National vision starts at a local level

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One year on from the launch of the Community Wealth Fund Alliance, Public Affairs Officer at Lloyds Bank Foundation, Rachel Cain, writes about the importance of putting communities at the heart of key decision-making on how money is spent locally. The idea is gaining traction across the third sector and is backed by 150 organisations. 


As Brexit looms there is a profound need for a positive vision for the future. A movement is building around the idea of a Community Wealth Fund – a national, long-term initiative which starts with communities at a local level.

The Brexit conversation has highlighted and intensified the divisions that exist within communities. The phrase ‘left-behind communities’ is thrown around without much interrogation into its meaning and how to change things for the better – further alienating and dividing communities in the process. We know that there are places which aren’t benefiting from economic growth. We know that there are areas where jobs are scarce and uncertain, and where transport links are lacking. We also know that many communities have lost important social infrastructure – the places to meet which are vital for building the bonds that hold people together. Where is the vision for change?

Small and local charities like the ones we fund are often created with, by and for the communities they exist to serve. They are distinct in how they build trust, act as a foundation for change and take a person-centred approach which allows people to determine what they need to move forward.

These issues play out first and foremost at a local level and this is where change must start. One of the biggest challenges people face is feeling a lack of choice and control to shape and be part of the communities they live in. Civil society has a vital role to play in this. Small and local charities like the ones we fund are often created with, by and for the communities they exist to serve. They are distinct in how they build trust, act as a foundation for change and take a person-centred approach which allows people to determine what they need to move forward. They bring new resources into the community and act as the ‘glue’ which brings people and services together.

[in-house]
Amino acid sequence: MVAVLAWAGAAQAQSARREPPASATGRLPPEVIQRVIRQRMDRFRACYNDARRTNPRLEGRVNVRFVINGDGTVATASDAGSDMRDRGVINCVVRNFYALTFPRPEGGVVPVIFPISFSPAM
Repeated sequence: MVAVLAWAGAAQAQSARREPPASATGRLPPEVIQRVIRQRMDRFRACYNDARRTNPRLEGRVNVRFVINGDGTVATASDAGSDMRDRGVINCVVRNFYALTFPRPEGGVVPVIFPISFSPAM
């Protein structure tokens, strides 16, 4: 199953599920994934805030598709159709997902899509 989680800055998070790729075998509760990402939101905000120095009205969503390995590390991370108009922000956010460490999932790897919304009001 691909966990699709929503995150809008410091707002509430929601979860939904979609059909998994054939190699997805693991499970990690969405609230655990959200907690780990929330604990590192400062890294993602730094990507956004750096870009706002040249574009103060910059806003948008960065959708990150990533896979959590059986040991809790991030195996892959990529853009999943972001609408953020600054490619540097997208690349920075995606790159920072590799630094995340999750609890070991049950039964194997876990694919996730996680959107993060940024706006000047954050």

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Public Affairs & Programmes Officer Rachel Cain

But even where this community infrastructure exists, it is underfunded and overstretched. Smaller charities in particular have lost up to 44% of their funding from public bodies at a time when demand is rising, leading to closure or reduced services. To realise a positive vision, there needs to be long-term strategic funding, targeted to the communities which need it most.

This is the vision of the Community Wealth Fund. An idea backed by an alliance of voluntary, public and private sector organisations. The campaign is calling for a new multi-billion-pound endowment, created from dormant assets, to invest in the communities where disadvantage is most acute. This fund will provide strategic funding focused on building capacity and infrastructure. The funding could come from the next wave of dormant assets from insurance and pension policies, bonds, stocks and shares, matched with investment from larger companies. Most importantly, local people will lead the way this fund is spent, reflecting  what positive change in their area should look like.

A year since its launch, the Community Wealth Fund Alliance has been backed by 150 organisations across sectors and regions, and the idea is gaining traction. The answer to a positive vision for the future lies with the people who know their community best – they just need the funding and opportunity to put it into action. Read more about the idea, the research behind it and how you can get involved by signing up to join the alliance.